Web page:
Legacy of Art Blakey: Live at the Iridium plays like a single, uninterrupted live set, complete with applause and background noise from the club. It’s not; it was recorded over three days, in the middle of a tour dedicated to Blakey’s life and music. However, the editing is of high enough quality that I am hard-pressed to determine exactly where the seams lie.
The sound quality is superb; the instruments themselves are recorded distinctly and beautifully, and every interaction, whether between fellow musicians or between the musicians and the audience, is crystal clear. Listening to this album, I invariably feel transported inside the club.
Probably because it’s a tribute album, the musicians don’t do any talking except at the end, when Benny Golson introduces the band over a reprise of “One By One.” I’m fine with that, personally–the album is dedicated to Art Blakey, and as much time as possible should be dedicated to Blakey’s music.
The lineup for Legacy of Art Blakey, with the exception of drummer Lewis Nash, includes several generations of Jazz Messengers: Benny Golson (tenor sax) and Curtis Fuller (trombone) from the 1950s and ‘60s; Terence Blanchard (trumpet) and Peter Washington (bass) from the 1980s; and Geoffrey Keezer (piano, known as Geoff Keezer at the time) from the early late ‘80s and early ‘90s. All went on to extended careers as bandleaders in their own rights, which was very common for so-called graduates of the Jazz Messengers school of hard bop.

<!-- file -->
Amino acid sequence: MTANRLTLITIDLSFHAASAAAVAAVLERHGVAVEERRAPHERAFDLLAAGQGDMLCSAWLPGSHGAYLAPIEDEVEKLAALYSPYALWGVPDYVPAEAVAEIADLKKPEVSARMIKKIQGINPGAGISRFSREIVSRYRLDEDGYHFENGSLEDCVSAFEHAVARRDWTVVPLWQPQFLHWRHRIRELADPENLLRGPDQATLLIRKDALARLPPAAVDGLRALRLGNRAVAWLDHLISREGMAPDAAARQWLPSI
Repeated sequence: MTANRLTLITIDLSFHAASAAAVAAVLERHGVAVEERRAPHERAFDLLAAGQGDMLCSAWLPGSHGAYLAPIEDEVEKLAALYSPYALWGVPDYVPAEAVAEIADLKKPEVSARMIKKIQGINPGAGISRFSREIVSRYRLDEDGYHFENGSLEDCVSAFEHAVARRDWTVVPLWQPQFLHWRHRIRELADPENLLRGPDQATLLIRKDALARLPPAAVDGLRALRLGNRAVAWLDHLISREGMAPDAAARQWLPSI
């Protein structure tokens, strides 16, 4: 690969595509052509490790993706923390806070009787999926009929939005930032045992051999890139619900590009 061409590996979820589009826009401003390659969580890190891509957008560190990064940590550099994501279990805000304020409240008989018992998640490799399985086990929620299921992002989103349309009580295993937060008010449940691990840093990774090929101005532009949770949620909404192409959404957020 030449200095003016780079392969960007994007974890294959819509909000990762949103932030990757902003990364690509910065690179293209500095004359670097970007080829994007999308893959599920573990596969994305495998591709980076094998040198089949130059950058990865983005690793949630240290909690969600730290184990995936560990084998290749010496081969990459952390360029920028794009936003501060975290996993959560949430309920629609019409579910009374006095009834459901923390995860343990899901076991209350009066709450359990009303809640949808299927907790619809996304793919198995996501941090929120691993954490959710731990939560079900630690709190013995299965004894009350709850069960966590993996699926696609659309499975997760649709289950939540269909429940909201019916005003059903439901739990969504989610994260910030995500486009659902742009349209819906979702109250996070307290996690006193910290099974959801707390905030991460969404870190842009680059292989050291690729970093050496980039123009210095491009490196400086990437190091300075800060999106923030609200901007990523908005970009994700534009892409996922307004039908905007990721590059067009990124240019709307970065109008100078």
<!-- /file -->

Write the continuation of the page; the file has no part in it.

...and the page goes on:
Benny Golson is one of jazz’s great composers, and wrote the sophisticated standard “Along Came Betty,” as well as “Are You Real,” both of which appear on the classic Messengers album Moanin’. He played in the Jazz Messengers mostly in the late ‘50s and early ‘60s, but also reunited with Blakey in later years. He serves as musical director for this album, as he did while he was in Blakey’s band, and two of his compositions, “Whisper Not” and “Blues March,” appear as tracks 3 and 6 on the album.
Terence Blanchard is a prolific composer, multiple Grammy-winning recording artist, and a distinguished film scorer. He recorded with Blakey on several albums throughout the 1980s. He was actually the first jazz bandleader I saw perform live at a club, at the Village Vanguard in New York not long after I purchased Legacy of Art Blakey. His composition, “Oh, By The Way,” is the fourth track on the album.
Geoffrey Keezer joined the Jazz Messengers in 1988, when he was 17 years old, and played with Blakey until Blakey’s death in 1990. Geoffrey Keezer is one of my all-time favorite pianists, and probably the pianist whose style I most closely identify with.
The liner notes include several great photos: on the outside front cover, the band members laughing amongst themselves; on the inside front cover (and the back of the album), an aging Blakey performing with his trademark open-mouthed smile; and in the notes themselves, a posed picture of a younger Blakey at his Gretsch kit with the inscription “Art Blakey’s Jazz Messengers.”
Also in the liner notes is a foreword by Donald Elfman that includes history on Blakey, the Jazz Messengers, Hard Bop jazz, and each of the tunes and musicians on the album; a section entitled “Remembering Art Blakey” which includes memories of Blakey from each of the band members; and a brief note from producer Myles Weinstein detailing how the album and reunion tour came about. I would have been blown away by the album had it come with the music alone, but the extensive liner notes are a fantastic complement that absolutely increased my level of engagement with the music and led me to seek out more Blakey albums.
Artist: The Jazz Messengers
Album: The Legacy of Art Blakey: Live at the Iridium